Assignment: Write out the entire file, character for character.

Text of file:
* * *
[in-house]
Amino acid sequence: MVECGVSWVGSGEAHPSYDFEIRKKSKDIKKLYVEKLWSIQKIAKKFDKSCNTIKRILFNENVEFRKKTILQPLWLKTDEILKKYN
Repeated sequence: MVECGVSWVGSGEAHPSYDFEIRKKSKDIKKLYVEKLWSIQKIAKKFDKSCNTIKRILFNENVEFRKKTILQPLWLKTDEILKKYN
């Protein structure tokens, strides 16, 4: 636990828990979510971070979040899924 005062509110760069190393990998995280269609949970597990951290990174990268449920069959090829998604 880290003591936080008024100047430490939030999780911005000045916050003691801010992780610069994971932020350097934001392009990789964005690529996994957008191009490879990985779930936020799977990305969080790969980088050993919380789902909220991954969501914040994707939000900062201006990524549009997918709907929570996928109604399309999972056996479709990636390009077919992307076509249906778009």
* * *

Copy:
[in-house]
Amino acid sequence: MVECGVSWVGSGEAHPSYDFEIRKKSKDIKKLYVEKLWSIQKIAKKFDKSCNTIKRILFNENVEFRKKTILQPLWLKTDEILKKYN
Repeated sequence: MVECGVSWVGSGEAHPSYDFEIRKKSKDIKKLYVEKLWSIQKIAKKFDKSCNTIKRILFNENVEFRKKTILQPLWLKTDEILKKYN
């Protein structure tokens, strides 16, 4: 636990828990979510971070979040899924 005062509110760069190393990998995280269609949970597990951290990174990268449920069959090829998604 880290003591936080008024100047430490939030999780911005000045916050003691801010992780610069994971932020350097934001392009990789964005690529996994957008191009490879990985779930936020799977990305969080790969980088050993919380789902909220991954969501914040994707939000900062201006990524549009997918709907929570996928109604399309999972056996479709990636390009077919992307076509249906778009």